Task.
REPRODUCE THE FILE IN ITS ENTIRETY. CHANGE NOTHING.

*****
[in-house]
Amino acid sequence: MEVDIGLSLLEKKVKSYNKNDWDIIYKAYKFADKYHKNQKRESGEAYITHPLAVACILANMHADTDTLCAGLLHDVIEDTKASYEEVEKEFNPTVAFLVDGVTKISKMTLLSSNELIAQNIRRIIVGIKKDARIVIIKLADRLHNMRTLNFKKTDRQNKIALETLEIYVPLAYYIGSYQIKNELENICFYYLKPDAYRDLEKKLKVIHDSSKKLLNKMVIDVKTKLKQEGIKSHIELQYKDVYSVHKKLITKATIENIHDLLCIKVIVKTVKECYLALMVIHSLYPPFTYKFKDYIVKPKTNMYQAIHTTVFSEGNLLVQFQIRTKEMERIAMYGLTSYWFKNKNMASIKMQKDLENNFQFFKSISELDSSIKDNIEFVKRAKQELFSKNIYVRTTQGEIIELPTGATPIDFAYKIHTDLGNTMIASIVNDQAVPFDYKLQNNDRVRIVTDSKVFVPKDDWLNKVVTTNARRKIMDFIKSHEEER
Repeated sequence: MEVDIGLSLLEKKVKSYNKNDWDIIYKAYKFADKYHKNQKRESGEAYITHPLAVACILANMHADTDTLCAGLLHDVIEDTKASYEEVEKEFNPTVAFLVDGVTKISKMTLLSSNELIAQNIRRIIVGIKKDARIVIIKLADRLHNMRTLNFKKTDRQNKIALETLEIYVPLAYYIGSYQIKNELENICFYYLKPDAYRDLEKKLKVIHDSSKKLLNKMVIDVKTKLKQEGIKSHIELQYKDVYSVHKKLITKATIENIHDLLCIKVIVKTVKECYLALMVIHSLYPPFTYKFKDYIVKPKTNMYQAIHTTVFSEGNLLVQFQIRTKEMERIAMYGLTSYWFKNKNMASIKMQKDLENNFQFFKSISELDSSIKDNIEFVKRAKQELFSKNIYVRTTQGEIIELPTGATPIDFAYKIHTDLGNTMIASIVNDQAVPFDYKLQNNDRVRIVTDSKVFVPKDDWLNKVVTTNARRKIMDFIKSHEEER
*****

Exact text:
[in-house]
Amino acid sequence: MEVDIGLSLLEKKVKSYNKNDWDIIYKAYKFADKYHKNQKRESGEAYITHPLAVACILANMHADTDTLCAGLLHDVIEDTKASYEEVEKEFNPTVAFLVDGVTKISKMTLLSSNELIAQNIRRIIVGIKKDARIVIIKLADRLHNMRTLNFKKTDRQNKIALETLEIYVPLAYYIGSYQIKNELENICFYYLKPDAYRDLEKKLKVIHDSSKKLLNKMVIDVKTKLKQEGIKSHIELQYKDVYSVHKKLITKATIENIHDLLCIKVIVKTVKECYLALMVIHSLYPPFTYKFKDYIVKPKTNMYQAIHTTVFSEGNLLVQFQIRTKEMERIAMYGLTSYWFKNKNMASIKMQKDLENNFQFFKSISELDSSIKDNIEFVKRAKQELFSKNIYVRTTQGEIIELPTGATPIDFAYKIHTDLGNTMIASIVNDQAVPFDYKLQNNDRVRIVTDSKVFVPKDDWLNKVVTTNARRKIMDFIKSHEEER
Repeated sequence: MEVDIGLSLLEKKVKSYNKNDWDIIYKAYKFADKYHKNQKRESGEAYITHPLAVACILANMHADTDTLCAGLLHDVIEDTKASYEEVEKEFNPTVAFLVDGVTKISKMTLLSSNELIAQNIRRIIVGIKKDARIVIIKLADRLHNMRTLNFKKTDRQNKIALETLEIYVPLAYYIGSYQIKNELENICFYYLKPDAYRDLEKKLKVIHDSSKKLLNKMVIDVKTKLKQEGIKSHIELQYKDVYSVHKKLITKATIENIHDLLCIKVIVKTVKECYLALMVIHSLYPPFTYKFKDYIVKPKTNMYQAIHTTVFSEGNLLVQFQIRTKEMERIAMYGLTSYWFKNKNMASIKMQKDLENNFQFFKSISELDSSIKDNIEFVKRAKQELFSKNIYVRTTQGEIIELPTGATPIDFAYKIHTDLGNTMIASIVNDQAVPFDYKLQNNDRVRIVTDSKVFVPKDDWLNKVVTTNARRKIMDFIKSHEEER